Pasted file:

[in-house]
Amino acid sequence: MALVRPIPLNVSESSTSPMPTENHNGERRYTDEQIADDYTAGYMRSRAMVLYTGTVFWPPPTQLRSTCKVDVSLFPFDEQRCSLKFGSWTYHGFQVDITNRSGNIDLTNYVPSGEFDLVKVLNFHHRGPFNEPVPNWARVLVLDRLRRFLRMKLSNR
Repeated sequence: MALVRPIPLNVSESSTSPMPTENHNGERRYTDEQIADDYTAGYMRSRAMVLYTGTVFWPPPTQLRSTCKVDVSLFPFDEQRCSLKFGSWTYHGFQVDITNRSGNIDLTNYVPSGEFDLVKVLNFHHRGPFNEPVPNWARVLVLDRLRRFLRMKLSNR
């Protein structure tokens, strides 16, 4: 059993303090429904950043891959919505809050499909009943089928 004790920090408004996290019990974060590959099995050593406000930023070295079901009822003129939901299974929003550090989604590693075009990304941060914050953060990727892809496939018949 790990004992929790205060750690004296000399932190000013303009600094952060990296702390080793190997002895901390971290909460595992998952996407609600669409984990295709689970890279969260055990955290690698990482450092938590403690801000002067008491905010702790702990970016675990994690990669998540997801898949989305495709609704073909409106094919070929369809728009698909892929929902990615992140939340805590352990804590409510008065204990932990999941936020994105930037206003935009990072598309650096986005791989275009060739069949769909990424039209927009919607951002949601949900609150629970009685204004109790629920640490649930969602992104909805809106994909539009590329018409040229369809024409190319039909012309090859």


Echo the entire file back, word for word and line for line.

[in-house]
Amino acid sequence: MALVRPIPLNVSESSTSPMPTENHNGERRYTDEQIADDYTAGYMRSRAMVLYTGTVFWPPPTQLRSTCKVDVSLFPFDEQRCSLKFGSWTYHGFQVDITNRSGNIDLTNYVPSGEFDLVKVLNFHHRGPFNEPVPNWARVLVLDRLRRFLRMKLSNR
Repeated sequence: MALVRPIPLNVSESSTSPMPTENHNGERRYTDEQIADDYTAGYMRSRAMVLYTGTVFWPPPTQLRSTCKVDVSLFPFDEQRCSLKFGSWTYHGFQVDITNRSGNIDLTNYVPSGEFDLVKVLNFHHRGPFNEPVPNWARVLVLDRLRRFLRMKLSNR
């Protein structure tokens, strides 16, 4: 059993303090429904950043891959919505809050499909009943089928 004790920090408004996290019990974060590959099995050593406000930023070295079901009822003129939901299974929003550090989604590693075009990304941060914050953060990727892809496939018949 790990004992929790205060750690004296000399932190000013303009600094952060990296702390080793190997002895901390971290909460595992998952996407609600669409984990295709689970890279969260055990955290690698990482450092938590403690801000002067008491905010702790702990970016675990994690990669998540997801898949989305495709609704073909409106094919070929369809728009698909892929929902990615992140939340805590352990804590409510008065204990932990999941936020994105930037206003935009990072598309650096986005791989275009060739069949769909990424039209927009919607951002949601949900609150629970009685204004109790629920640490649930969602992104909805809106994909539009590329018409040229369809024409190319039909012309090859």